Quick knit weaving loom
When we first announced to our kids that we would be making handmade gifts for each other for Christmas this year, the reactions were less than enthusiastic. Would Santa approve of the toys coming out of our workshop?
But as the shock wore off and the ideas started flowing, our kids soon discovered an ancient truth: "'Tis more blessed to give than to receive."
For the next few weeks our kids lost themselves to a world of toymaking. They sourced materials from scrap lumber piles and forest floors. It’s really quite remarkable how creative kids can be under the influence of their own imaginations. Mom and Dad got in on the act as well—after all, it was our idea in the first place!
As a result, our family has never been more excited about a Christmas morning unwrapping than this year, both the givers and receivers.
Here are a few of our favorites:
Quick-Knit Weaving Loom (ages 6-12)
This simple loom is perfect for making small knits, such as washcloths or scarves. It can be easily made out of any scrap wood and nails you have in your shop.
What you will need:
- 1x4 or larger piece of wood at least 12-inches long (pine works great)
- Drill with 1/8-inch and ¾-inch bits
- 1-½-inch nails (thicker joist hanger nails work great)
Cut a piece of wood 2-¼ inches by 12 inches.
Marking loom before cutting
Mark the wood to cut a 10-inch by ¾-inch wide slot down the center of the wood.
Drill a ¾-inch hole 1-inch in from each end.
Using a jigsaw, cut out the center section between the two holes.
Loom frame with hole cut
Sand the wood frame smooth. Optionally, lacquer or paint the frame as desired.
Mark the frame with 30 holes spaced ¾-inches apart: 14 along one side, 14 along the other, and 2 on the ends.
Using an appropriately-sized drill bit for the nails (such as 1/8-inch), drill a ½-inch deep hole for each mark (use a drill press if available). This step will ensure the nails go in as straight as possible.
Pre-drill holes for nails
Lightly set-hammer in each nail, being careful not to drive the nails too far and split the wood.
Hammer nails into holes
Turn the loom upside down. Using a scrap block of wood, lightly hammer the frame to force the nails to insert to the same height.
Hammer loom upside down.
Your Quick Knit Loom is ready for weaving! Wrap with a skein of your favorite yarn.
Tip: Search for YouTube videos on “loom knit scarf” for a tutorial on getting started.
Colorful Blocks (ages 1-5)
What child can resist colorful blocks? This simple DIY project will turn your scrap lumber into hours of creative play.
What you will need:
- 2x4 lumber at least 30 inches long
- Plywood or other backing 9x9 inches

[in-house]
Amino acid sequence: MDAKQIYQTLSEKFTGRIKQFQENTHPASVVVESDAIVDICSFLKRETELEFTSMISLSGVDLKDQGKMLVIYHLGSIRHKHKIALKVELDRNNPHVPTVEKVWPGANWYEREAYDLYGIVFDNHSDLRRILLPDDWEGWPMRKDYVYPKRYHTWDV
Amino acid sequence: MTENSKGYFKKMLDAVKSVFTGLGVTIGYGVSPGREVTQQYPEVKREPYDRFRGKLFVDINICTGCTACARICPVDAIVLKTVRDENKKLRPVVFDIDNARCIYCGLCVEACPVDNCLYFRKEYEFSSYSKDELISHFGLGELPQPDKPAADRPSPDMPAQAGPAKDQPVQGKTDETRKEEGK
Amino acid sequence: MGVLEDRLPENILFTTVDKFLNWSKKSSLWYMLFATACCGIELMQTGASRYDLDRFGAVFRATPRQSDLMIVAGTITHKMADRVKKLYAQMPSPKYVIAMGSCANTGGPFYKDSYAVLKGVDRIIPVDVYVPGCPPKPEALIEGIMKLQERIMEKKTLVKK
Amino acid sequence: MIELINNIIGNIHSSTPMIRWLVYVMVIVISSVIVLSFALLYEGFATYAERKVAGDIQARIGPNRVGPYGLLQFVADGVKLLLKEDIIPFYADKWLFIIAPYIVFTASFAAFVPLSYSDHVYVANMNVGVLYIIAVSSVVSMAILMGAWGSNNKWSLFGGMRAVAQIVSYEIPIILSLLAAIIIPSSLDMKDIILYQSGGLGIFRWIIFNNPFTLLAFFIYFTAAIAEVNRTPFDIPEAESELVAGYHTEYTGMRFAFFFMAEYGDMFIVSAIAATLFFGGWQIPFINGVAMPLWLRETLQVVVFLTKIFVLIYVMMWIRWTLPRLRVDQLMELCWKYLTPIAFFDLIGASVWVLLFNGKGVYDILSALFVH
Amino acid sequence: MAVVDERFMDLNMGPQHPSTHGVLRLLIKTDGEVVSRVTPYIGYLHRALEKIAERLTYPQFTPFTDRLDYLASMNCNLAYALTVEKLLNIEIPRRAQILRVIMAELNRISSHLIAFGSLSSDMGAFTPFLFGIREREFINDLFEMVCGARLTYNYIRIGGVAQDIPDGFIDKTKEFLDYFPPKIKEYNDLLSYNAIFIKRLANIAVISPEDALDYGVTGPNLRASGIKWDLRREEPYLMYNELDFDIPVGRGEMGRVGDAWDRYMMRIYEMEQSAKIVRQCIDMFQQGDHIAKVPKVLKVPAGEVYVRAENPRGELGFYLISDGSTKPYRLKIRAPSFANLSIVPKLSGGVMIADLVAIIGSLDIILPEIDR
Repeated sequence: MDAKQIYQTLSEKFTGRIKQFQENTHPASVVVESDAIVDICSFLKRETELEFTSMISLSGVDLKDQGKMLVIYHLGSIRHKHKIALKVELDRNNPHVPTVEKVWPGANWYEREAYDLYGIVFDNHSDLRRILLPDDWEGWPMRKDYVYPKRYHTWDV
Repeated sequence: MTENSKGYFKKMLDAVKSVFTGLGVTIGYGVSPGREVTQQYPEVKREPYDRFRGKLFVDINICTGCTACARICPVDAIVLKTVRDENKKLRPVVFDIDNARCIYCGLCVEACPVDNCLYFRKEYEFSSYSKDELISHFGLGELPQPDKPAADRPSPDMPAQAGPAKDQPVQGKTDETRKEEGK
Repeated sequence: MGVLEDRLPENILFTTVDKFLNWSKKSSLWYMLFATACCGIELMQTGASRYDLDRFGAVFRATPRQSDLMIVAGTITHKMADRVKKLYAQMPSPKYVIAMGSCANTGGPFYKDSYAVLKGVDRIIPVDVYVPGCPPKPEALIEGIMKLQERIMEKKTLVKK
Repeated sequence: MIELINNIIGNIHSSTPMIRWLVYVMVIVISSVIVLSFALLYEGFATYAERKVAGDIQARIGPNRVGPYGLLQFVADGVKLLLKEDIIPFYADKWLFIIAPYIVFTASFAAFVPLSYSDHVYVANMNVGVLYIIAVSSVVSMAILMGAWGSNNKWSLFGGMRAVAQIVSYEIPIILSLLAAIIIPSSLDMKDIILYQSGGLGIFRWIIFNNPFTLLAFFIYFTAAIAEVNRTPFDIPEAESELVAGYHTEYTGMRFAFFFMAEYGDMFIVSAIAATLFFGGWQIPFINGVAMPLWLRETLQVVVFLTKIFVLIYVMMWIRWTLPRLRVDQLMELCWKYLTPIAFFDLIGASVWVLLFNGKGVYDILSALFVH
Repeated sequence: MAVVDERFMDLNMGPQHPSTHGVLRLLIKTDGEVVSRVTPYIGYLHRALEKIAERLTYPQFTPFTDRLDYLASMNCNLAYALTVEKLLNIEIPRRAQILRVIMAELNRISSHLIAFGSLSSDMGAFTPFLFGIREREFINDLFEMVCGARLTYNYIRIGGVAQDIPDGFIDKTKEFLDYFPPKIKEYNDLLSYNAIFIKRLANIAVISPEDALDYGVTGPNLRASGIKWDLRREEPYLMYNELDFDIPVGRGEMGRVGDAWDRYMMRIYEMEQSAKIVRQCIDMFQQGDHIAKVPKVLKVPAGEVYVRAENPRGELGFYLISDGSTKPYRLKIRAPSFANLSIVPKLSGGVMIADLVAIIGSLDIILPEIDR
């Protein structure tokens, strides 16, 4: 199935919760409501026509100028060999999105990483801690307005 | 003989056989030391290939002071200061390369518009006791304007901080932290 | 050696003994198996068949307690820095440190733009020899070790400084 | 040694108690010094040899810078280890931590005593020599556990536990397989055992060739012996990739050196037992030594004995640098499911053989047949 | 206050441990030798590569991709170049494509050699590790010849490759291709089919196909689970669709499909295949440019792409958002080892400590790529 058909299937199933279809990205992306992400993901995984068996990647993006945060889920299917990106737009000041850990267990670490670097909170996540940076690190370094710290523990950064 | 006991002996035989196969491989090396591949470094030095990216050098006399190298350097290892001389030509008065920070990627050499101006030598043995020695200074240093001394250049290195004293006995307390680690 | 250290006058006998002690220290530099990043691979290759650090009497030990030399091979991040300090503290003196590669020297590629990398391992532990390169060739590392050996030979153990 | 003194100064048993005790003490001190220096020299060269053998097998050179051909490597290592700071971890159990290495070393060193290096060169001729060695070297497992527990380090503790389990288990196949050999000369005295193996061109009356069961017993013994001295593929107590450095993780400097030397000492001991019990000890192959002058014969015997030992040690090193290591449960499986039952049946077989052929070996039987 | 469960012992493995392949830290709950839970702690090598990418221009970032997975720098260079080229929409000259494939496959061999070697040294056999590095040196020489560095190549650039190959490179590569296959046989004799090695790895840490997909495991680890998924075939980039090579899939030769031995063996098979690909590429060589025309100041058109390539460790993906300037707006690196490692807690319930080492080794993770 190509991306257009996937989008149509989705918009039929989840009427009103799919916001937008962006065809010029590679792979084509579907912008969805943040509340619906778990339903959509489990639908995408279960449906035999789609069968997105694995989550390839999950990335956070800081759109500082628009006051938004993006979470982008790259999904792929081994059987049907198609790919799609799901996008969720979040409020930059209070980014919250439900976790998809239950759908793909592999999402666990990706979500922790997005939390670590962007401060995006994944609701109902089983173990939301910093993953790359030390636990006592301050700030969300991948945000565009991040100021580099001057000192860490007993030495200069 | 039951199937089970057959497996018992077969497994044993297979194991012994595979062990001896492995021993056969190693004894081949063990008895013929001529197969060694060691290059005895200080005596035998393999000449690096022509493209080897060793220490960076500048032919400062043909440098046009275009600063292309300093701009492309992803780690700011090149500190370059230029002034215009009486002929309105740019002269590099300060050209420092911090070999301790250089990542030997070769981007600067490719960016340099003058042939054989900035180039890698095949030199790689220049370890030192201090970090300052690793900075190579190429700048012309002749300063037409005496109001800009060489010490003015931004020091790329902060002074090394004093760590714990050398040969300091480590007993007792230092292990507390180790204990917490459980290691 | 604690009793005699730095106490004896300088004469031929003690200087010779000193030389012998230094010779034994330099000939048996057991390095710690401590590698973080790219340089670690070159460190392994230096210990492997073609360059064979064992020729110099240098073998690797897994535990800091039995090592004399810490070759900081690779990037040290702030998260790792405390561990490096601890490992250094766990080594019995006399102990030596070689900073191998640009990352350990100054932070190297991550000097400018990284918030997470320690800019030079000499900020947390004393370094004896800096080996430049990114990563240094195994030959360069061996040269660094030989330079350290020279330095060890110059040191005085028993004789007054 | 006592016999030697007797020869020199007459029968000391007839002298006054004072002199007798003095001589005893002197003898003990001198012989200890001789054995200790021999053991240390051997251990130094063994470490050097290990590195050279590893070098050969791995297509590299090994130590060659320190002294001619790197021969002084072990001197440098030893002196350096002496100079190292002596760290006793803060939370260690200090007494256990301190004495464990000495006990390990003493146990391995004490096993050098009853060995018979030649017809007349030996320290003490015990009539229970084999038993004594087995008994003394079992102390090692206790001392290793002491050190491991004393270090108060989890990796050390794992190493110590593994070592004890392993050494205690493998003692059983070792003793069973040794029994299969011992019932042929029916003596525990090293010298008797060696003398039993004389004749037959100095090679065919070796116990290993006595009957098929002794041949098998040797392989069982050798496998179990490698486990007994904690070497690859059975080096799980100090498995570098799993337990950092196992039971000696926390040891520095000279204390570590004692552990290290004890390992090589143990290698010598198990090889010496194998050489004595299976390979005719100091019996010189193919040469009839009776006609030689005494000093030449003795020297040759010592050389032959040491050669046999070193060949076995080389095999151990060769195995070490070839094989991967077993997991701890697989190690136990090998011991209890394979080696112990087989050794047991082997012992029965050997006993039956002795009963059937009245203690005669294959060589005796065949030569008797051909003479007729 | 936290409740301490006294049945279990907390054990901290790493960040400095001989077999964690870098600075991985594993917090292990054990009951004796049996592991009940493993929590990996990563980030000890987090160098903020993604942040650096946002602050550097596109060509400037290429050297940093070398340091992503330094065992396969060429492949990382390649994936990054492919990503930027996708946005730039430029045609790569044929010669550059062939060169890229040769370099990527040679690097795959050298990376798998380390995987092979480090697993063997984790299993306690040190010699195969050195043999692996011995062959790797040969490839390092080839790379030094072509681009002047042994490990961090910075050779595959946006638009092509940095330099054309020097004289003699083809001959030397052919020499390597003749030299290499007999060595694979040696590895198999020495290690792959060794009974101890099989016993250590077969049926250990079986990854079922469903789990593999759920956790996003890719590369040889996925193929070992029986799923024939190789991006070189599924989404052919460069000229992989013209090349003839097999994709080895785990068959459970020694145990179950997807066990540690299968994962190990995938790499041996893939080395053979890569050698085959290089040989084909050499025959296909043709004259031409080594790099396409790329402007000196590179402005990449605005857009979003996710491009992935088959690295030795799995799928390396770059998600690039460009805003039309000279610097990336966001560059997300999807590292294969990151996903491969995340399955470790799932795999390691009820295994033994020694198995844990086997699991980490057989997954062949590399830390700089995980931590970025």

- 4 pieces of scrap wood at least 1-inch wide (for edges)
- Miter saw
- Liquid water color paint or other liquid dyes (food coloring can work)
If available, use a table saw to shave ½-inch off the 2x4 lumber, making it exactly 1-½-inch by 3-inches.
Mark the lumber every 1-9/16-inch. The extra 1/16-inch will account for the width of the saw blade when cutting on center to produce 1-½-inch blocks.
Mark lumber before cutting
Cut the blocks. There should be 18 in total, with some scrap left over.
Sand each block smooth. This is the most time-consuming part. Conscript little hands to help!
Now paint the blocks with liquid water colors or other brightly-colored dyes and allow to dry.
Optionally, Coat the blocks with clear lacquer to preserve the paint job. Water-based dyes will bleed if they get wet.
To create a holding tray for the blocks, cut a piece of plywood or other backing to 9 by 9-inches square.
Cut tray backing
Cut four pieces of scrap wood at least 1-inch wide and slightly longer than 9-inches to make a 45-degree join. For example, if your piece is ¾-inch thick, then cut 10 ½-inches long with two 45-degree angles on each end.
Glue each end and pin-nail to the backing to hold in place.
Your blocks are finished and ready to wrap or stack (and topple)!
Rory Groves is a technology consultant and family farmer who lives in southern Minnesota, with his wife, Becca, where they farm, raise livestock, host workshops, and homeschool their five children. He is author of the book Durable Trades: Family-Centered Economies That Have Stood the Test of Time (Front Porch Republic). Connect with Rory at The Grovestead, and read all of his MOTHER EARTH NEWS posts here.
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